Insights From A Gene Genius

Sir Richard J. Roberts FRS shared his thoughts on science communication, open access publishing and GMOs at a public talk co-organized by Wildtype Media Group.

AsianScientist (Oct. 8, 2018) – Discussions about genes and genetically modified organisms (GMOs) can be complex and divisive. But who better to hear the facts from than Sir Richard J. Roberts FRS, who was awarded the 1993 Nobel Prize in Physiology or Medicine for discovering the fundamentals of gene regulation?

On the evening of October 5, 2018, Wildtype Media Group invited Roberts to a casual dialogue about science with some 250 members of the public at the swanky 1880 club in Singapore. The session, moderated by 1880 founder Marc Nicholson, saw Roberts articulate his views on science communication, open access publishing and GMOs.

“When I heard that Richard was in town, I leapt at the opportunity and I asked him if he would join us,” said Dr. Juliana Chan, CEO of Wildtype Media Group. “I think he also took a leap of faith, because this is not the usual scientific conference or audience.”

Scientists as champions for science

Walking the talk, Roberts urged scientists—some of whom were in the audience—to reach out to the general public, especially now when the gap between the scientific community and the public is widening. While educating the young in schools plays a part in scientific literacy, he emphasized that scientists also ought to be trained to communicate with the general public.

As a start, Roberts recommended the “grandmother test” that requires scientists to be able to explain to their grandmothers what they are doing in the laboratory, and why it is important.

“Get her to understand it so well, that she can go on and tell all her friends accurately what it is you are doing—and why you are such a great grandchild,” he quipped.

It was a full-house crowd at the 1880 club, and the audience was captivated by Sir Richard J. Robert’s explanation of scientific issues. Credit: Wildtype Media Group/Cyril Ng.

Breaking down barriers to communication

Another obstacle to science communications highlighted by Roberts was paywalled journals, and he voiced his support for publishing research in open access journals.

“If I do an important piece of work, I want everybody to read it, including the general public,” he said.

Roberts noted that he has rallied 49 Nobel Laureates to petition for scientific papers to be made freely available to everyone, and has opted not to publish his work in paywalled journals such as Nature and Science. In his view, making research articles accessible to the public is a step towards creating awareness and deepening understanding of scientific issues, so that the public need not rely solely on mainstream media outlets.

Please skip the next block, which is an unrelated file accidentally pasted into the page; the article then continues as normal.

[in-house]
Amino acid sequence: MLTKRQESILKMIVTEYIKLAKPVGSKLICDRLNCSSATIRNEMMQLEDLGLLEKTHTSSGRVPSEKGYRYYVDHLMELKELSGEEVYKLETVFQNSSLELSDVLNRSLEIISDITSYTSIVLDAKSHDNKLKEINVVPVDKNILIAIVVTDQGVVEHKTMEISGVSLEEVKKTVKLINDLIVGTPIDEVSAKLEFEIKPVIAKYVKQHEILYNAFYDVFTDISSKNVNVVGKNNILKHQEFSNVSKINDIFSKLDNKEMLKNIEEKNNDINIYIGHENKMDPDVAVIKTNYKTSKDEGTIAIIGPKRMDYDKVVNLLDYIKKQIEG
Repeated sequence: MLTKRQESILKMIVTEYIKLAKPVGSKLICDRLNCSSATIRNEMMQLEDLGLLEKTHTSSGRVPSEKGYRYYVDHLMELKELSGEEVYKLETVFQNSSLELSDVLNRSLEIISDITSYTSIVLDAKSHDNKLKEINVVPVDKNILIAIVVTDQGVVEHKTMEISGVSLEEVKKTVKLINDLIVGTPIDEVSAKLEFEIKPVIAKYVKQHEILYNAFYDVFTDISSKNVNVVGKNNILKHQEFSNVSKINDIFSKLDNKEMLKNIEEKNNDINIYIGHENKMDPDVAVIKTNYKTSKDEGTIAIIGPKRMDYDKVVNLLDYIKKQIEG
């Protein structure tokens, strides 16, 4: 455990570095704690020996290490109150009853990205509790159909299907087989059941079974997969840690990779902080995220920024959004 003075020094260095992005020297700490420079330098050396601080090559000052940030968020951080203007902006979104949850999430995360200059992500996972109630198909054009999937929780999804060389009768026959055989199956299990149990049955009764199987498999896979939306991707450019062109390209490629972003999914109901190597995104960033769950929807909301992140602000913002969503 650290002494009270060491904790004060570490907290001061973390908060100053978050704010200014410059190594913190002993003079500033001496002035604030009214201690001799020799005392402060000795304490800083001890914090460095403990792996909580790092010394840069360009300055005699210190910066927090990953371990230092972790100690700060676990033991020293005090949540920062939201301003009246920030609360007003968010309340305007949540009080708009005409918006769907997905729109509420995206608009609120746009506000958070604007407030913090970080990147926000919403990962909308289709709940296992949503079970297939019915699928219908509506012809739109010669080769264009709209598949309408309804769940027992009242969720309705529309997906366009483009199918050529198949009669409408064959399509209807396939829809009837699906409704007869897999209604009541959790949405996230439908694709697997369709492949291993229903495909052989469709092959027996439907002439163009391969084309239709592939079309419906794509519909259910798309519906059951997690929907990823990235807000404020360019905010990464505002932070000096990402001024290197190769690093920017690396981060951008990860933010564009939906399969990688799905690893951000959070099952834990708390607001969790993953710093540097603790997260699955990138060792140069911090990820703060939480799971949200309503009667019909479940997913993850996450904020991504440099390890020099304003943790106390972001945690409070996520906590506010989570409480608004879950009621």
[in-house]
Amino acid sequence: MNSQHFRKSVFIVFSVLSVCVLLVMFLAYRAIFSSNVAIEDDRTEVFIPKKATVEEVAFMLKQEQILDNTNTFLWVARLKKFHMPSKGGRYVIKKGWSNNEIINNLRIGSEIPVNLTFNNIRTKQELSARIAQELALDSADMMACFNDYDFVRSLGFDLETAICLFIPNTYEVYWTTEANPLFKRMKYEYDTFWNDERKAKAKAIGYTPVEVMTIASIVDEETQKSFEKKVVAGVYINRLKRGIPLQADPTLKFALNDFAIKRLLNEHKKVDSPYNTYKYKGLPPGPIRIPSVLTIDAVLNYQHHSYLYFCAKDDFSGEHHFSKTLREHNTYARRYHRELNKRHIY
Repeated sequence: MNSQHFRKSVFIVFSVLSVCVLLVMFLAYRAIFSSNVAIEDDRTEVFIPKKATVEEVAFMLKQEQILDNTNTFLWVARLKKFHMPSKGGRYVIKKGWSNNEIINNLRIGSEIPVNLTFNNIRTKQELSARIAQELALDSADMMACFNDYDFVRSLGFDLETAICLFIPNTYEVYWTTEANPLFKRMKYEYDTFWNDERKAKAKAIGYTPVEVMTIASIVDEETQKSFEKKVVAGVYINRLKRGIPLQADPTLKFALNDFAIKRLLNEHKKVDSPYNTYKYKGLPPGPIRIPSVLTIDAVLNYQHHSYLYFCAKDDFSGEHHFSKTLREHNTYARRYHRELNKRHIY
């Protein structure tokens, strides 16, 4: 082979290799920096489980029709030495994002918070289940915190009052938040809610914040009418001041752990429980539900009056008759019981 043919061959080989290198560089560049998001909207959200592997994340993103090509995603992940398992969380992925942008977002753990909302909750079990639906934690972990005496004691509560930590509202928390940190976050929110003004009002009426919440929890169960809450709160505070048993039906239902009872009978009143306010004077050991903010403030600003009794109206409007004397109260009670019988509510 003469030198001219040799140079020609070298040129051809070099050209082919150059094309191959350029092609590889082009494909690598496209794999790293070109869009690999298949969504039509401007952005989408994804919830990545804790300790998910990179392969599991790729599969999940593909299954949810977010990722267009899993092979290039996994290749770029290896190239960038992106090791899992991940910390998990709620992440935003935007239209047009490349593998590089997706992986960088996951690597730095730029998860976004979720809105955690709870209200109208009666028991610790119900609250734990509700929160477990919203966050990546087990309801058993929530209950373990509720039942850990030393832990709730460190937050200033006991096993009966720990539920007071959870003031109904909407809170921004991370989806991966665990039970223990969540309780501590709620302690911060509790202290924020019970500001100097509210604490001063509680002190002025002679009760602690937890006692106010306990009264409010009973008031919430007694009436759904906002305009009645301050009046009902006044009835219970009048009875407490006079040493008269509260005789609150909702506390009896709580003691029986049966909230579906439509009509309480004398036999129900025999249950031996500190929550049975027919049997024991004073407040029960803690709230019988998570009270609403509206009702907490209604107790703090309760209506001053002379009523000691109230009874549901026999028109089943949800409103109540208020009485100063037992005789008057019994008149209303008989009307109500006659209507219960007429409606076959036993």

“[The mainstream media] love to tell a story about something that has happened in science and have a supposed ‘expert’ on the other side, [positioning the debate] as though it were an equal issue,” Roberts said, “But issues like climate change, GMOs and vaccinations are not equal issues. They are not debatable because the science is solid.”

Food for thought

Steering the discussion to the non-debate on GMOs, Roberts also shared how he got involved in GMO advocacy after learning from plant biologists that their work was being obstructed by well-funded organizations like Greenpeace.

“[Greenpeace] started to talk about ‘Frankenfoods’ and were trying to make the case that these were going to be really dangerous,” he elaborated, observing that many scientific issues evolve to become emotional rather than factual.

“The people at Greenpeace have yet to provide solid evidence that counters the benefits of GMOs, so they play on the emotions [of the public],” he said, “If anything, GMOs are actually much safer than plants bred by using traditional means.”

As if to drive home the point, Mr. Henry Woodward-Fisher, international launch manager at Impossible Foods, treated the audience to sliders—miniature burgers—containing patties made of wheat protein, coconut oil, potato and heme. Heme is an iron-containing, naturally-occurring molecule in meat and plants that is responsible for the taste of beef. Most of the audience had no knowledge that the sliders were 100 percent plant-based, until they were told otherwise.

Impossible Foods’ sliders, without an ounce of animal meat in them. Credit: Wildtype Media Group/Cyril Ng.

As the discussion drew to a close, Chan thanked Roberts and presented him with a token of appreciation for taking the time to share his insights.

“At Wildtype Media Group, we seek to bridge the gap between scientists and society. We are grateful to Richard for accommodating our mission, and we thank Marc for providing this beautiful venue,” Chan concluded.


Copyright: Asian Scientist Magazine; Photo: Wildtype Media Group/Cyril Ng.
Disclaimer: This article does not necessarily reflect the views of AsianScientist or its staff.

Brenda obtained her MSc in Science Communications from the University of Sheffield, where she studied the possibility of gender bias in written forms of science communication. She is on a lifelong journey to bridge the communications gap between scientists and the public, and hopes to do this as a science and technology writer at Asian Scientist Magazine.

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